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J.R Sweezy won the right guard spot in Camp Competition
J.R. Sweezy and John Moffitt never let the fact that they were competing for the starting spot at right guard interfere with the fact that they were more than teammates.
That was never more apparent than the way Sweezy reacted to the news that the Seahawks were trading Moffitt, a third-round draft choice in 2011.
“I talked to him, gave my best wishes, gave him a hug,” Sweezy said after practice Tuesday, when the Seahawks began preparing for their third preseason game against the Packers in Green Bay on Friday night. “He’s a great guy, a great friend. It’s rough to see him leave. But it’s a business, and it shows how much of a business it is.”
Sweezy already had backed those words with actions, even when the action on the field involved two friends vying for one position.
And it was the on-field development of Sweezy, a defensive lineman at North Carolina State who was drafted in the seventh round last year and converted to guard, that made Moffitt expendable. So where the constantly improving efforts of rookies Michael Bowie and Alvin Bailey, who played guard as well as tackle in Saturday night’s preseason home opener against the Broncos.
“We gave John a really good chance. We alternated all through camp. J.R. beat him out and did a nice job,” coach Pete Carroll said. “But we would not have been able to do a trade like that if the young guys hadn’t been doing a really good job. I think it’s really a statement about those guys growing and coming in and helping us.”
Moffitt was traded to the Cleveland Browns on Monday for defensive lineman Brian Sanford. Tuesday, that trade was nullified because of health issues with each player, and Moffitt was traded to the Denver Broncos for defensive tackle Sealver Siliga in another deal that is pending on the players passing physicals.
Sweezy, meanwhile, asked the prerequisite question about how different this summer has been to last summer and he offered the obvious: “It’s night and day.”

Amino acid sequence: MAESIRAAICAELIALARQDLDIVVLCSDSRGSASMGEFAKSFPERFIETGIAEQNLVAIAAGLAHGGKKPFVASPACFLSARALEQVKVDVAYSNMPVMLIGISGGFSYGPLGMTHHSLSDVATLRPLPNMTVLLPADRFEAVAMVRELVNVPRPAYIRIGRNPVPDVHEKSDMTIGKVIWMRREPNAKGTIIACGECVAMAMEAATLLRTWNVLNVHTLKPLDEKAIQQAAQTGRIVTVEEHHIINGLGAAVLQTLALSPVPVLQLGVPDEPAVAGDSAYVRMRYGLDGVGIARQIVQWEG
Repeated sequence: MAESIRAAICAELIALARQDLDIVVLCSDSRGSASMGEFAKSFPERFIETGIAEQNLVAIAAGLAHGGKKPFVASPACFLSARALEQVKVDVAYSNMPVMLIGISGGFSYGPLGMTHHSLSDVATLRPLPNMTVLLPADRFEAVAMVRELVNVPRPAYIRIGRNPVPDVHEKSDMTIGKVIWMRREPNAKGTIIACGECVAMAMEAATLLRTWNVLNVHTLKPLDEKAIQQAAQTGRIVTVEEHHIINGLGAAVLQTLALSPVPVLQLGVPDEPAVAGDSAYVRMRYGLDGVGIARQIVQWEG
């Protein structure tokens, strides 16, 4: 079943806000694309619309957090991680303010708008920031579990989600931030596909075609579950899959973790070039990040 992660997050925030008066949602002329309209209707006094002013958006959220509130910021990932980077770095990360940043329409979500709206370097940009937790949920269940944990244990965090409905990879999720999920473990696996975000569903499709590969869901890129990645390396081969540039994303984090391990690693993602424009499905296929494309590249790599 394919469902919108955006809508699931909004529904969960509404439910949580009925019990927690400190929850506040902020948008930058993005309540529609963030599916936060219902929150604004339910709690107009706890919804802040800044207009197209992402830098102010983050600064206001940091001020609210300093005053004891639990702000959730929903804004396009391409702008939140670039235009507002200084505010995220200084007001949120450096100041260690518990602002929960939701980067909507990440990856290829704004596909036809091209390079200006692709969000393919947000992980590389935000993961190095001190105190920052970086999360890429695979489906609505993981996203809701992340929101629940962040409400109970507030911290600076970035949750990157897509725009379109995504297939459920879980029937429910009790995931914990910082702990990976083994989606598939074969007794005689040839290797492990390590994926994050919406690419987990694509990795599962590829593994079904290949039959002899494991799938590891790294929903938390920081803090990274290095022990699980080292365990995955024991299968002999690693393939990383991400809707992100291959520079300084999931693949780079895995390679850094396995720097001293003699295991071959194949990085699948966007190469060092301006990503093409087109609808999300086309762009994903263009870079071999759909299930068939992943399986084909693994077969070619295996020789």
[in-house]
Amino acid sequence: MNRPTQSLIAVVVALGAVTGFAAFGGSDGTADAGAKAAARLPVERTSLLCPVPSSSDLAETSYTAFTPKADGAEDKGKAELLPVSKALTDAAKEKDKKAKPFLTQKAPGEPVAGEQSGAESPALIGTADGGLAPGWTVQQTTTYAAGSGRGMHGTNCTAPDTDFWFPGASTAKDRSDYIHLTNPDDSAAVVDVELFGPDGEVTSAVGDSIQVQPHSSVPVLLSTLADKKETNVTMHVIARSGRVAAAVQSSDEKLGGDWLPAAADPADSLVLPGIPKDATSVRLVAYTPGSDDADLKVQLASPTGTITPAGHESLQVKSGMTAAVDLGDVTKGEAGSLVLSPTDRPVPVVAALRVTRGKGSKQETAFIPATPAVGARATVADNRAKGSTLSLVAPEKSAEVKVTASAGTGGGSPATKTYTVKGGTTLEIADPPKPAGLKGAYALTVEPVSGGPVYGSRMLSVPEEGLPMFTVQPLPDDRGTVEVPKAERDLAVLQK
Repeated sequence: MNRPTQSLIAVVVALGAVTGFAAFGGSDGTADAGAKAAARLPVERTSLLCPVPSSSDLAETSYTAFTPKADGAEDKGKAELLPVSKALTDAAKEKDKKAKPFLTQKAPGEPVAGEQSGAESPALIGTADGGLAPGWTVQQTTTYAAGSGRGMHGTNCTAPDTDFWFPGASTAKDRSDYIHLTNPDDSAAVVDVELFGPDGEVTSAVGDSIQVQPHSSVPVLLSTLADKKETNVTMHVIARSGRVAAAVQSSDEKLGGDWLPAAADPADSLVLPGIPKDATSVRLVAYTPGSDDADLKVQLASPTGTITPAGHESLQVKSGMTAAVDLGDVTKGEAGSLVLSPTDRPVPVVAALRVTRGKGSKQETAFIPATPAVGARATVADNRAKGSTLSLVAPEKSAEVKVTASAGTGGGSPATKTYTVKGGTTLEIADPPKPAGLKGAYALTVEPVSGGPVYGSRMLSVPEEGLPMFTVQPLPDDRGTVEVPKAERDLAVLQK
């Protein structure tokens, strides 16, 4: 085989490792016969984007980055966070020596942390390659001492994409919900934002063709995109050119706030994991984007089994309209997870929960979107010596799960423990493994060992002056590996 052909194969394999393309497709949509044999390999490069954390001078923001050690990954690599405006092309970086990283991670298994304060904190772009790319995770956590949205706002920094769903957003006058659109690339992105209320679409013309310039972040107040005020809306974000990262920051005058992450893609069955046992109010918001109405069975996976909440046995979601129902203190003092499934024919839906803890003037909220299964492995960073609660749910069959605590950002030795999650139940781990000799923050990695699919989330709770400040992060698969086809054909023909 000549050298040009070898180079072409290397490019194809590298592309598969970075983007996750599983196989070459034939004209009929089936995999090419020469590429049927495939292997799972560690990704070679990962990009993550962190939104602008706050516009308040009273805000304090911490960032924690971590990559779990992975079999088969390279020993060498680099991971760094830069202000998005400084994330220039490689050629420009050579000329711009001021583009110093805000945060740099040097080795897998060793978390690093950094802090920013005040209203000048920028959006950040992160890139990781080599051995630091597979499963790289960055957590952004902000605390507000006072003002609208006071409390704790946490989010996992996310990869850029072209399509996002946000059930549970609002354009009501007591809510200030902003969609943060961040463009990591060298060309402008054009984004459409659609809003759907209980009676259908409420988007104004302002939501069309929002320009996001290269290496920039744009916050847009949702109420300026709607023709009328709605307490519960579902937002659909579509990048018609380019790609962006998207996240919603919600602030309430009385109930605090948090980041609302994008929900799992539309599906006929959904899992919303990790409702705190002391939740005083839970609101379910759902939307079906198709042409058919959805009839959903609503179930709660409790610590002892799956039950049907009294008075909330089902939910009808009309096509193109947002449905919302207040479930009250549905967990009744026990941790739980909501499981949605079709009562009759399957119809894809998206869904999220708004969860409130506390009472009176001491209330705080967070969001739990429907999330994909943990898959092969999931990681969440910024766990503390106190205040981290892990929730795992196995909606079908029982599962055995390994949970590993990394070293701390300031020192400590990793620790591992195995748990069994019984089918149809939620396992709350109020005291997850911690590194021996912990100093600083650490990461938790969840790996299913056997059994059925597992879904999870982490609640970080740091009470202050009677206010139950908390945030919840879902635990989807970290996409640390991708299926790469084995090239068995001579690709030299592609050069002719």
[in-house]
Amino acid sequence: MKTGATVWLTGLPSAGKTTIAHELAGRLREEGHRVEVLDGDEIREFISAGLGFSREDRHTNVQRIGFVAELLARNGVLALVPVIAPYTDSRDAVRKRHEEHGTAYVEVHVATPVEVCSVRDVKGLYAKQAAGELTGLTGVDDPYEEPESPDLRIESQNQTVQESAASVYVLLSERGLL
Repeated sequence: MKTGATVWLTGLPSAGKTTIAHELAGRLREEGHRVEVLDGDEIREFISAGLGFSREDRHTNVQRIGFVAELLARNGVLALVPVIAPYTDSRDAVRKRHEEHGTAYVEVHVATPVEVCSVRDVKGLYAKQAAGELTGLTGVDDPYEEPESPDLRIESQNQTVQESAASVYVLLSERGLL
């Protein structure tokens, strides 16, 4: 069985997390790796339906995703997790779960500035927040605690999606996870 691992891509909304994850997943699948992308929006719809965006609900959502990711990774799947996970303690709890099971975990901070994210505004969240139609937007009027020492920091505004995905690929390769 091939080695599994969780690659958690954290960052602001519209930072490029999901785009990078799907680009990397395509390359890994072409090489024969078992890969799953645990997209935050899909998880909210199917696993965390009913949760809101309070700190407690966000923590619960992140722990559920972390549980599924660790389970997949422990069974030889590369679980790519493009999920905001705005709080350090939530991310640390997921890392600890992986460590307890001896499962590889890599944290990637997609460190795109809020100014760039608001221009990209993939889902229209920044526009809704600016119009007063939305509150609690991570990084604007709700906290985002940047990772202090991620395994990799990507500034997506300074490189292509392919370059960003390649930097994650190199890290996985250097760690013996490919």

He then added, “It’s unbelievable how much I didn’t know last year compared to this year. So yeah, I’d say it’s a big jump.”
How head-spinning and mind-bending was that transition from college defensive lineman to NFL offensive lineman last year? Sweezy didn’t know then just how much he didn’t know.
“Exactly,” he said.
But Sweezy started the opener of his rookie season at right guard in Arizona, and struggled with everything the Cardinals defensive unit threw at him. Moffitt (three games) and Paul McQuistan (10 games) then started before Sweezy moved back in for the final two regular-season games and both playoff games. He played progressively better with each start, each series, each snap.
Now it’s Sweezy’s job because he has taken to the transition and everything that goes with it.
“First and foremost, J.R. is understanding offensive line play,” said Tom Cable, the Seahawks’ offensive line coach and assistant head coach. “He’s learning how to be an offensive lineman, fundamentally – how to use his hands and feet together.”
Sweezy agreed, and then offered the proof that he knows what Cable looks for in an offensive lineman.
“It’s finally coming together. I finally feel like an offensive lineman. I know the combos (blocks). I know my responsibilities. Now it’s just a matter of doing it fast,” he said. “I just try to go fast, be powerful and try to find my keys and just go. I feel that’s a lot of our mentality on the offensive line, just go hard, fast and physical.”